Musing About Michelangelo - What Makes a Saint?
Several months ago, I took a road trip to the Precious Moments Chapel and fell in love with the work of Samuel J. Butcher. Although their works couldn't be more different, Samuel J. Butcher was inspired by Michelangelo's Sistine Chapel. Michelangelo has been the inspiration for many artists throughout the ages and almost everyone can think of something he has made.
Michelangelo was born Michelangelo di Lodovico Buonarroti Simoni on March 6, 1475, in Caprese Tuscany. After the death of his mother, Michelangelo lived with his nanny and her stonecutter husband, until he apprenticed with the artist Ghirlandaio when he was thirteen. He would gain the attention of the Medici family within a year. Michelangelo was a prolific artist and scholar and would continue to produce art, most of it religious until his death on February 18,1564, at the age of 88.
The statue of David and the ceiling of the Sistine Chapel (the inspiration for Samuel J. Butcher's Chapel) are the most commonly remembered of Michelangelo's works, but it was the Pieta that has always inspired and moved me, maybe because I am a mother and can't even imagine what Mary must have gone through. I struggle to hold back the tears every time I see it.
I've always wondered, given the breadth of his influence, why Michelangelo was never been made a saint, although I hadn't actively investigated the process until I visited Pawhuska's Immaculate Conception Church, and, when confronted with the tale of Father Bax and Father Schoenmakers, I wondered why they hadn't been made saints. What exactly makes a saint?
And I don't mean the steps that one needs to follow to get to heaven, those are pretty straight forward and well documented. But how does someone get the coveted "Saint" title?
First of all, not everyone who becomes a saint (aka goes to heaven) becomes canonized. Canonization is where the person has been granted the "Saint" title. This requires a papal decree. There are, most assuredly, billions of people who are in heaven but haven't received the title.
Getting the papal decree isn't easy and begins at the diocese of the parish for which the person was buried. The bishop of that parish needs to open up an inquiry into a person's virtues. The inquiry is the result of a petition. After the bishop deems there are sufficient virtues, the person is recommended to the pope and gains the title "Venerable". From there, the pope determines if the person is in heaven, at which time, the person gains the title "Blessed". To become a "Saint", the person needs to perform two miracles.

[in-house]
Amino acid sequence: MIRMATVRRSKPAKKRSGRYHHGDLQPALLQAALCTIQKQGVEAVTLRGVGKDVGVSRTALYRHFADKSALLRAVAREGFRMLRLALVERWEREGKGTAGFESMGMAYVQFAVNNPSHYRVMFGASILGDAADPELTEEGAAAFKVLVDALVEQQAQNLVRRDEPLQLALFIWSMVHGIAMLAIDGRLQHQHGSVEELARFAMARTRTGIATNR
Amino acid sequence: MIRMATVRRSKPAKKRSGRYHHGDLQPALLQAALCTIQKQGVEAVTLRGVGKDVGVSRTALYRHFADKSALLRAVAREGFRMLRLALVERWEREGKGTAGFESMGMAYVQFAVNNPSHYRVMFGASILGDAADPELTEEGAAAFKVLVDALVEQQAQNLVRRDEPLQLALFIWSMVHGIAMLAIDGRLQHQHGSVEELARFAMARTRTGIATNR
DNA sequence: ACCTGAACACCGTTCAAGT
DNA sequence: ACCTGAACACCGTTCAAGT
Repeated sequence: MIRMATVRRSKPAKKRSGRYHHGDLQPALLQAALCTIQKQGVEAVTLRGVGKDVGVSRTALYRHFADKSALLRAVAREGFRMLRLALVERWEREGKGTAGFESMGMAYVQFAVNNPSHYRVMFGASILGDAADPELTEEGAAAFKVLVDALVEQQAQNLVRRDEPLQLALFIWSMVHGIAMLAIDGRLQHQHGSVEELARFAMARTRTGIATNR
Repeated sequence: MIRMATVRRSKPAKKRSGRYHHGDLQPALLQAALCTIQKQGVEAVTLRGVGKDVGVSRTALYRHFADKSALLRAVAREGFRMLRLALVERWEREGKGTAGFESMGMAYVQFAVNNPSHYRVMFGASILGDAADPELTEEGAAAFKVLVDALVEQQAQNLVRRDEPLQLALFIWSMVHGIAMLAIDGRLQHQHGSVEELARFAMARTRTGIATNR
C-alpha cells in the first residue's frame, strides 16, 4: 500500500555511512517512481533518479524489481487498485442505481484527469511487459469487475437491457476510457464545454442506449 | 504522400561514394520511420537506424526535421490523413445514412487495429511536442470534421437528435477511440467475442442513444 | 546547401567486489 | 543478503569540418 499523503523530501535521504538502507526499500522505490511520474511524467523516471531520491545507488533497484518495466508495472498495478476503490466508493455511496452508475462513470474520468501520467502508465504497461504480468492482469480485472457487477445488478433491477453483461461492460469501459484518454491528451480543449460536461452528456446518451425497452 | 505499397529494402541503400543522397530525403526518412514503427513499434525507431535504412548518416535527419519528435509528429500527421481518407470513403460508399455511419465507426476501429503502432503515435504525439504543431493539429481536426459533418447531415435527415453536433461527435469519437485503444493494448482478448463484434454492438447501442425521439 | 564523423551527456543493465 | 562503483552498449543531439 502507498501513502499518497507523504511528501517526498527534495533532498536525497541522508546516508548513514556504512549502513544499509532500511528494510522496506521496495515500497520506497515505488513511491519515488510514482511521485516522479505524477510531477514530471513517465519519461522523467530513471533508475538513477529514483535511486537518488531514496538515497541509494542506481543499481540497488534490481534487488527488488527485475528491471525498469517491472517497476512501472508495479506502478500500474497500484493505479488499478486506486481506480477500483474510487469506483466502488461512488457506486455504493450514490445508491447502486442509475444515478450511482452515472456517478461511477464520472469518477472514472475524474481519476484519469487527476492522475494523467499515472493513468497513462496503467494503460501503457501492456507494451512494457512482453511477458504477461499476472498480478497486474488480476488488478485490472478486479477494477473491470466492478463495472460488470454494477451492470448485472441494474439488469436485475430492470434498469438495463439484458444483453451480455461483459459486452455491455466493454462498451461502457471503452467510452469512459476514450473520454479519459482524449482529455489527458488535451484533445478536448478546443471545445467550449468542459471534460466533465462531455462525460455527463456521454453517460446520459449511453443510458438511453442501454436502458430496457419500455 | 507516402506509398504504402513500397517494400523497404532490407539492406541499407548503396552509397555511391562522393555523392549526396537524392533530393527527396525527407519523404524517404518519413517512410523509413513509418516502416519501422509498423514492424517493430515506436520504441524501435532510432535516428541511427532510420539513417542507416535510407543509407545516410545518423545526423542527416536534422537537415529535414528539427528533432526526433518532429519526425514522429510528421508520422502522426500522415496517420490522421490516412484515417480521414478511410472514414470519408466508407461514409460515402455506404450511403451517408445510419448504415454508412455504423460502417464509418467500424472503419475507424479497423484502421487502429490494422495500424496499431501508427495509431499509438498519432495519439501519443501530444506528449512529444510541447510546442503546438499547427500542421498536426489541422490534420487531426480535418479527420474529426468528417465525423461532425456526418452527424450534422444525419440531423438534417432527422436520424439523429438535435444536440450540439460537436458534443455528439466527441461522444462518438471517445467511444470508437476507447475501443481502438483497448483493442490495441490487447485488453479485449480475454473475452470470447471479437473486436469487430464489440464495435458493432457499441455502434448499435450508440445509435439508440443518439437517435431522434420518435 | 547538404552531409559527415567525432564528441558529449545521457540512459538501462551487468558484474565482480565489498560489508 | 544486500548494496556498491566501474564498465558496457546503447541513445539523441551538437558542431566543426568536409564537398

I poked around a bit, trying to figure out why Michelangelo was never considered for Sainthood and, no one knows. Despite the amount of influence and inspiration his art has caused, it doesn't appear that there was ever a petition. The reasons as to why vary from "It isn't necessary to bestow sainthood on artisans." (Why not?) to statements regarding his sexuality. (Yes, it appears that Michelangelo had homosexual leanings. There is also a great deal of evidence that he lead a chaste life) to "Why does he need to be a Saint, he's already famous." I'm not sure there is a good answer to why a petition was never made.
What I did discover about canonization is that is it hard to get. You can be a really great person, go to heaven, and still not be canonized. To get the Saint title, you have to do something incredibly noteworthy and, it looks like, you need to have a committee prepared to take up the cause of your sainthood, immediately upon your death. You also need to make sure that all of the skeletons in your closet have been well documented and atoned for. Skeletons will always fall out of closets and you can't deal with them after your death. In this day of social media postings that span decades, I'm not sure it's possible to live a blameless life anymore, the only thing I think you can do is show a "progression toward perfection."
Still, you have to do and/or say something major to get the bishop to open a case. When I ponder the lives of St. Maximilian Kolbe or Saints Jean Donovan, Dorothy Kazel, Maura Clarke, and Ita Ford, that I am, to paraphrase, unsure if I could handle the rigors of canonized sainthood, and, while I may be able to die a quick martyr's death, I'm not sure I wouldn't break under torture.
The path to canonization is a hard one and one I don't think I have the self-discipline for, nor do I think I could ever create such a committee and I think that I am ok with that.
It doesn't matter how many people know we crossed the finish line, it only matters that we crossed it, right?
xoxo a.d. elliott